Realtor Tanika Donnell is often the bearer of bad news when first-time home buyers start shopping.

She shares the reality of rising housing prices and interest rates, which often force her clients to search beyond where they want to buy a home.

“A lot of times they’re having to seek out other opportunities, probably within 45 minutes to an hour from the base where they originally wanted to start,” the broker and owner of TD Realty said.

Say you have a budget of $220,000 and want to buy a home in Fort Worth’s Central Meadowbrook neighborhood, where the median sales price for a home in April was $275,000, according to

 “If you want to be part of the homeownership dream, you are hopefully going to be open to surrounding areas that may be a little bit farther out because that could be all that they can afford,” Donnell said.

So instead of Central Meadowbrook, you head 35 miles south on Interstate 35W to Alvarado, where the median sales price for a home in April was $219,000.

As demand for new or previously owned homes remains high in Tarrant County, the barriers have a more significant impact on Black homeowners than their counterparts. 

Data from the National Association of Realtors show that in 2021 in Tarrant County, 37% of Black people are homeowners, while their white counterparts came in at 66%. Asians have the highest homeownership rate at 69% while Hispanics are at 52%. 

Nadia Evangelou, senior economist and director of real estate research at the National Association of Realtors, said Black households are spending more of their income on housing. 

By being cost-burdened, they are less likely to qualify for a home.  

Black households “have a high income (compared to the national average) but due to the higher home prices, we see that it’s not enough,” Evangelou said of Tarrant County. “This makes them lag behind other races because of the affordability issue in this area.”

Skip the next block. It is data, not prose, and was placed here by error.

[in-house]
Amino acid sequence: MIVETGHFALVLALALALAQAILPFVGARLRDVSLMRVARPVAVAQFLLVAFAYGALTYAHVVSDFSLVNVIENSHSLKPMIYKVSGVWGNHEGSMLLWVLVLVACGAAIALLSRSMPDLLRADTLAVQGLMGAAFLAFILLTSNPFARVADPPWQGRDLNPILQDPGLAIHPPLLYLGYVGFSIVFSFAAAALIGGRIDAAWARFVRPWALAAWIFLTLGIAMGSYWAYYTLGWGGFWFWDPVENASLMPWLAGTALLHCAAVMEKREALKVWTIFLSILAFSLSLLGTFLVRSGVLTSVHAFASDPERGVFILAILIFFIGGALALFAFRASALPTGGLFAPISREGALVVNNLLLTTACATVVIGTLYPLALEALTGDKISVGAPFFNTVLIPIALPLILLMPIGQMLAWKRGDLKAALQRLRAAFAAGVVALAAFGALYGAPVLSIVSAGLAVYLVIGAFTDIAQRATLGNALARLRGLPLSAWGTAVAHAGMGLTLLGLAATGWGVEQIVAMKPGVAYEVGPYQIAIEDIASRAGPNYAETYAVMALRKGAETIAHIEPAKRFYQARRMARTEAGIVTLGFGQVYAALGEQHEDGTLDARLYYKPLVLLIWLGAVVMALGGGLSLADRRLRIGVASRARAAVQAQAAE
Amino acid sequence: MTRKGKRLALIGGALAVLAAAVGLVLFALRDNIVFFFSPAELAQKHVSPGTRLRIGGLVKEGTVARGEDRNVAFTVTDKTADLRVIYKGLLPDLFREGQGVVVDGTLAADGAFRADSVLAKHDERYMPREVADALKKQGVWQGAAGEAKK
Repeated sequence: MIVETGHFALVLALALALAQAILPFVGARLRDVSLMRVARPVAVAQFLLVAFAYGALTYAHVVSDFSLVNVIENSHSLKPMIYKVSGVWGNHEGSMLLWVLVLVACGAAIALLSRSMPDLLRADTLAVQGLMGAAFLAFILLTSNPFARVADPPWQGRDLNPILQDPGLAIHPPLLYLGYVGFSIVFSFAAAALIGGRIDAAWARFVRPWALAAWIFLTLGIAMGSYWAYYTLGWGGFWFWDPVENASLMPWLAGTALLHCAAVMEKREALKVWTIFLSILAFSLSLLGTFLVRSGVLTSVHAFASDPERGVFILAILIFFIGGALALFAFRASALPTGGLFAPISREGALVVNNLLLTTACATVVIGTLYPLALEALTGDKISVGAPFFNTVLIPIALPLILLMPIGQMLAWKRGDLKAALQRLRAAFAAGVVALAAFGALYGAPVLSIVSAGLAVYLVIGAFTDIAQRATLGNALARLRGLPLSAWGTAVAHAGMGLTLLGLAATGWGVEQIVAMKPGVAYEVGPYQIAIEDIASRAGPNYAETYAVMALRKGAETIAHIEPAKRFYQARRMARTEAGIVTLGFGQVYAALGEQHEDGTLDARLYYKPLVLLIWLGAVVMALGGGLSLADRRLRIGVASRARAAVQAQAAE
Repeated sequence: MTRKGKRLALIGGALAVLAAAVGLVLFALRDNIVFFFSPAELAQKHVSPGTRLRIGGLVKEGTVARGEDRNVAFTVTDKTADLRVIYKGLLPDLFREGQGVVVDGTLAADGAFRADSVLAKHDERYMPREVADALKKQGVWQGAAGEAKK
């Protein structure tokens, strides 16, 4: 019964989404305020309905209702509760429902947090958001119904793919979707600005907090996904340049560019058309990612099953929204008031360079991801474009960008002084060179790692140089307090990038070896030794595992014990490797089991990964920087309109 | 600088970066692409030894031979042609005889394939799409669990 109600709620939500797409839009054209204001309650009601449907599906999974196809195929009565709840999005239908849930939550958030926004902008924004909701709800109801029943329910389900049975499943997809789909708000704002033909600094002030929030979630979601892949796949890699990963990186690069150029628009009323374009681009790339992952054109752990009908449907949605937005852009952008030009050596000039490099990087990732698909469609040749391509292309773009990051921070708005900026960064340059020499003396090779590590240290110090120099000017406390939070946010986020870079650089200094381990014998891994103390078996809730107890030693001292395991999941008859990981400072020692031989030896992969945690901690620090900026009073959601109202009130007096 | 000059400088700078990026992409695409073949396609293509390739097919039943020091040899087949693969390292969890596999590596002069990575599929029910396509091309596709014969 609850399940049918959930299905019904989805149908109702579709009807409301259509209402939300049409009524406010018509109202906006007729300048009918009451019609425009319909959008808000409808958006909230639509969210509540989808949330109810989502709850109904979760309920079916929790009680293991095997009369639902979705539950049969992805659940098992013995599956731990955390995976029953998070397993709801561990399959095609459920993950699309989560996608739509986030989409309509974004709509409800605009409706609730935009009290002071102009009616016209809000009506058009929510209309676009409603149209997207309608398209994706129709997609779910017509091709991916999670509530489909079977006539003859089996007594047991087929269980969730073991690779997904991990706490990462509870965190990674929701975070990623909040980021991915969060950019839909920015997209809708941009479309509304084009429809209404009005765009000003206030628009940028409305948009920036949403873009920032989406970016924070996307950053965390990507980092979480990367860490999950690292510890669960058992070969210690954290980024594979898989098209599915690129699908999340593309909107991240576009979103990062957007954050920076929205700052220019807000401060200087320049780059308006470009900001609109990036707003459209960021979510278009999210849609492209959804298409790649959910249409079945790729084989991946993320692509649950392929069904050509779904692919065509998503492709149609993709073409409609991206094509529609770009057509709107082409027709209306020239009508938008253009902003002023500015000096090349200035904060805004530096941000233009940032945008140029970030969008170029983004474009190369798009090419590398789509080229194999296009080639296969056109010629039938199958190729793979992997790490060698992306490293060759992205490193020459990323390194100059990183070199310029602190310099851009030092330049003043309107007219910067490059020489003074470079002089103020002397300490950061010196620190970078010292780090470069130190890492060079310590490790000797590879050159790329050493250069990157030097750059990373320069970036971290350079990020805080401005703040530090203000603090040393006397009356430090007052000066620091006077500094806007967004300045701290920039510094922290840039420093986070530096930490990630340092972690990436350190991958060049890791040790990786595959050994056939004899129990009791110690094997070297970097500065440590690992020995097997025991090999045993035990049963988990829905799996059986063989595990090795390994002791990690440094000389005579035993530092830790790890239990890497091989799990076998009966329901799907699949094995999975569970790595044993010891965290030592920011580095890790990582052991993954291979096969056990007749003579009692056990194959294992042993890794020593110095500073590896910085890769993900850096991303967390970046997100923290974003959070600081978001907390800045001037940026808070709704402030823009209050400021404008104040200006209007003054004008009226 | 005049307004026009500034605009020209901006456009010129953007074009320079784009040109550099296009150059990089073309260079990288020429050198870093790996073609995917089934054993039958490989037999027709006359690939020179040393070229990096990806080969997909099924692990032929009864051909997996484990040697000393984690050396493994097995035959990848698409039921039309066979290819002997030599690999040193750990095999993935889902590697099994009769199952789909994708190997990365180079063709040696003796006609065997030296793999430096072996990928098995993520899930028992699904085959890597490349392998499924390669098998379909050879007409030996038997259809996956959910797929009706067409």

That’s when the migration to find affordable housing outside the loop begins.

“You get more for your money if you go south if you go to Cleburne or Godley,” said David O’Brien, executive director with Housing Opportunities Fort Worth, Inc. “You get more for your money, but your transportation costs would be much higher.”

Donnell echoed O’Brien’s thoughts.

“Unfortunately, it can affect a household drastically if you don’t have the means or the opportunity to drive a certain distance. It could cost you more in order to live out far if I’m paying more in gas in order to commute to my job,” Donnell said. 

Donnell’s realty company, which serves the entire Dallas-Fort Worth region, said her clientele is moving farther out in all directions. This includes as far south as Alvarado.

“Most of the time those areas are growing, and they may have new build opportunities out there. But unfortunately, you can’t find anything now probably for under $300,000. So that cuts off probably about 75% of the first-time homeowners that are coming into the market,” the real estate agent said.

Moving to Mansfield

If you ask Mansfield Mayor Michael Evans why people move to his city, he’ll describe the “old-fashioned American” feeling and wholesome community. 

At least that’s what attracted Evans in 1989 when he moved from Houston to Mansfield, where he also serves as the pastor at Bethlehem Baptist Church, Tarrant County’s oldest African-American church

Mansfield, which sits 20 miles southeast of Fort Worth where U.S. 287 and Texas 360 merge, has seen its population double over the past two decades, reaching over 77,000 in 2022. The Black homeownership rate there has also grown from 13% in 2016 to over 18% in 2021, according to the U.S. Census Bureau. 

In comparison, the city of Fort Worth’s Black homeownership rate has remained constant at 14%. 

“We are what I would like to call the garden spot of Tarrant County, for southeast Tarrant County as well,” Evans said. 

While Mansfield offers amenities and opportunities for residents, it has not been spared from rising housing prices. The median home value in Mansfield rose from $204,800 in 2016 to $302,000 in 2021, according to the U.S. Census Bureau.